The Welwitschia, probably the strangest plant ever discovered, occur in a narrow strip approximately 1000 km long and l00 km wide stretching northwards from the Kuiseb River to Namibia in Angola. We will discuss the origins of the plants, the differences between the male and female plants, the leaf structure and their surprising ability to defy the forces of both the desert and age. We will also share thoughts on how pollination takes place and we can also identify the cunningly disguised predatory insects.


Oyster Sundowner Experience:

Depart from you Hotel in the late afternoon to experience a spectacular Namib sunset over the cold Atlantic ocean. While driving over and in between the dunes of the Namib desert your get first hand experience of some of the sites and sounds of the desert. Your drive takes you through the Swakopmund River bed over some smaller and higher dunes, past the Horses Graveyard to finish high up on the Sundowner dune.


Enjoy some fresh Namibian oysters together with Sparkling wine and Orange juice while we savor the beauty of the ocean and the Namib desert.


Swakopmund and Surroundings Tour:

Clients will be collected at 09:00 at the respective accommodation establishments and after the introductions we head into town.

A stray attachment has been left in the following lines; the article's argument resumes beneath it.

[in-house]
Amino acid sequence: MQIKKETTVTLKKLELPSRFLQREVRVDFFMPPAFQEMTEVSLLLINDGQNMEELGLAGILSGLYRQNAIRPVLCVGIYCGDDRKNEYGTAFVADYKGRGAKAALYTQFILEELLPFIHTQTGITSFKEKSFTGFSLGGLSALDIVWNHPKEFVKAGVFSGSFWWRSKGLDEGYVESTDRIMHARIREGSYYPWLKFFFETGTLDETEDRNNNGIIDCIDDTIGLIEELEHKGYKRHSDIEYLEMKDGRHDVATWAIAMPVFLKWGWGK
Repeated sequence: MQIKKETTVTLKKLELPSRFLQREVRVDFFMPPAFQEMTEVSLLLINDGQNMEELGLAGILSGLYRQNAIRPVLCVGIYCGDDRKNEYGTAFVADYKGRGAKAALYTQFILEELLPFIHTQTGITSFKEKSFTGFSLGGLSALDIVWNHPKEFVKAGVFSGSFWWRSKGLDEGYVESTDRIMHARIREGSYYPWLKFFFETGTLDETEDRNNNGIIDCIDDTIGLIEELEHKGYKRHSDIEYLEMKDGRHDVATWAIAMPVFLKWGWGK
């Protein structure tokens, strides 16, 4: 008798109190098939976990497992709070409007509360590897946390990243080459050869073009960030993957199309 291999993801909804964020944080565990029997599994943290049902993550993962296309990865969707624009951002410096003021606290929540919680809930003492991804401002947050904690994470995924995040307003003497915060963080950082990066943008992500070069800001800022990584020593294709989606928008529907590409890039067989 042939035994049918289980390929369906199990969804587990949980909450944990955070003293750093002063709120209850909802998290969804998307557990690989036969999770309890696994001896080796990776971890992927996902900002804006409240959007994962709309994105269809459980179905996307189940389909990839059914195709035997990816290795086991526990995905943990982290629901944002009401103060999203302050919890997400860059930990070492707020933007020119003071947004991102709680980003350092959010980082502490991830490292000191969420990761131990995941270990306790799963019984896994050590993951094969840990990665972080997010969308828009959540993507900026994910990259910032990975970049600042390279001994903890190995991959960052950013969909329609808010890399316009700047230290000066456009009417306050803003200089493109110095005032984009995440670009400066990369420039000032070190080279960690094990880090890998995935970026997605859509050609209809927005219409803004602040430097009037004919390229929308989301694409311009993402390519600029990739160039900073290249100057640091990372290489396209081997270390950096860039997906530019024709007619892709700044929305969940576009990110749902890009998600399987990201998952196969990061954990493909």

We will visit some of the older buildings which were built at the turn of the century in the Art Nouveau
(Jugendstil ) architectural style so popular at the time.


It is because of this that this delightfully beautiful town is often described as a slice of Germany on the edge of a desert.  Some of the buildings which we will visit will be the German Evangelical Lutheran church and parsonage, the St. Antonius Hospital, the Kaiserliches Bezirkgericht and Woermann House.


We will also pay a visit to the well known jetty built in 1904 in order to make the discharging of cargo from ships anchored about half a mile off the coast less hazardous and more efficient.


We visit a dealer in semi-precious stones where we can view all the gemstones mined in Namibia both in the natural form and in the polished form.


We pay a visit to the newly opened Aquarium which is the first of its kind in Africa. The main tank is huge and has a all glass walk-through tunnel.  The main theme depicted is a typical west coast reef and related flora.  Here we can view the fishes and other organisms found in the waters off our coast and learn more about the intricacy of life beneath the waves.  An interesting feature at the Aquarium is the touch pools where we can physically pick up and handle the contents of the pools.